Singapore Tourism Board and St+art India Foundation (St+art) recently joined hands to unveil a collaborative mural as part of Singapore Art Week. The virtually-created artwork, dubbed as the city-state’s tallest, aims at celebrating the countries’ collective passion for art, and paints hope for a brighter future. By Bayar Jain
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In an official statement, Singapore Tourism Board (STB) reveals that the statutory body has partnered with St+art India Foundation (St+art) to unveil a collaborative artwork in Little India, Singapore. Titled Dancing in Unison, this mural—considered the city-state’s tallest—is created by Indian Gond artist, Bhajju Shyam, and Singaporean artist, Sam Lo. Notably, the piece has been created virtually due to COVID-19-induced cross-border restrictions.
Seen as a symbolic union of new and old—wherein India symbolises the latter as the nation is known to house some of the world’s oldest cultures—the traditional and contemporary visions also come together under a discourse around nature to signify what links us all together. The mural also taps on the idea that humans’ ‘dance’ between urban living and nature. The tree—a signature element of Gond art—expands on the urban environment of human dwelling (personified by the windows of the building), while the vibrant sparrows on the tree—a recurring element of Lo’s works—symbolises freedom. Lo’s deer—a revered animal in India, and thus, a tribute to Gond art—signify the blending of the two cultures in a globalised and accessible world. The red ribbon reminds of omnipresent energy that connects humankind.
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Displayed on a wall of the seven-storeyed Broadway Hotel in Singapore’s Little India, Dancing in Unison is one of the key highlights of Artwalk 2021. The issued statement notes that this cross-border effort resonates with the public art festival’s theme, ‘In Spite Of’, where artists have overcome limitations and geographical boundaries to come together to celebrate their passion for art.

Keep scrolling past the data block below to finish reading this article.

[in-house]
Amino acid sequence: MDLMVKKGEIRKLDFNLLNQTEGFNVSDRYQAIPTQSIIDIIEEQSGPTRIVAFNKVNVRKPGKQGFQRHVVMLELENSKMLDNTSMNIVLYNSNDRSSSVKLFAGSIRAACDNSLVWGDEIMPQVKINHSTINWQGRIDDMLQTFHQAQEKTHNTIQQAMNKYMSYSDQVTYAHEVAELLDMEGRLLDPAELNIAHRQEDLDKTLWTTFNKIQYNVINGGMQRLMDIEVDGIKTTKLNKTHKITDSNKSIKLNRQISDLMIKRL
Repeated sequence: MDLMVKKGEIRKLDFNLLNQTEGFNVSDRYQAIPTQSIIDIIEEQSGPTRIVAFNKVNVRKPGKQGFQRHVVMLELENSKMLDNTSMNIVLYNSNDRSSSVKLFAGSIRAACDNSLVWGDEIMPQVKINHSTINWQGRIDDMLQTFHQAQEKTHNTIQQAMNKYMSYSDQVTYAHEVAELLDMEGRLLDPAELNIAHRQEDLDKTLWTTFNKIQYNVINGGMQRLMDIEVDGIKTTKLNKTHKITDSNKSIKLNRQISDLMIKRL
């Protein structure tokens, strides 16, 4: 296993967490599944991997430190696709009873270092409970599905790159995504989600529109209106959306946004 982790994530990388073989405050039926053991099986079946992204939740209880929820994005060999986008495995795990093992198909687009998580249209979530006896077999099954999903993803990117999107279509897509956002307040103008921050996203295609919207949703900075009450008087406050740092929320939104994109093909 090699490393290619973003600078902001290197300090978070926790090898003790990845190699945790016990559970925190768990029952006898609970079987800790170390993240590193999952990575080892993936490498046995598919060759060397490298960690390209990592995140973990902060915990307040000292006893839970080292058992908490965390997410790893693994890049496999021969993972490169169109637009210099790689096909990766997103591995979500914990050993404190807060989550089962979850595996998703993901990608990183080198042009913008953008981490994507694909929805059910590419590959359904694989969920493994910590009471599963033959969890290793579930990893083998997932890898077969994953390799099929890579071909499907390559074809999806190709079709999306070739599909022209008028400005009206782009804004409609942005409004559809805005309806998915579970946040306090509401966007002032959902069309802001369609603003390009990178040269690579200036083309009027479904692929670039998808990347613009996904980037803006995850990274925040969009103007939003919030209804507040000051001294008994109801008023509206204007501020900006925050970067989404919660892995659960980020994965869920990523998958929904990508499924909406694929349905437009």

Speaking about this union, GB Srithar, STB’s Regional Director of India, Middle East & South Asia says, “The limitations brought about by COVID-19 did not stop us from innovating, and showcasing a common passion for art. India and Singapore share many cultural similarities, and we want to use this opportunity to strengthen the emotional connection between both countries. As we start 2021, this wonderful artwork will bring a message of cross-cultural friendship and colours, and pique the interest of visitors to Little India.”
Giulia Ambrogi, curator and co-founder of St+art India Foundation adds, “The collaboration between Bhajju Shyam and Sam Lo is a timely reminder that, despite differences, we are all connected in inherent ways. It showcases the power in coexisting and breaking boundaries, and thus opens up new horizons to remind us of the healing and liberating power of art.”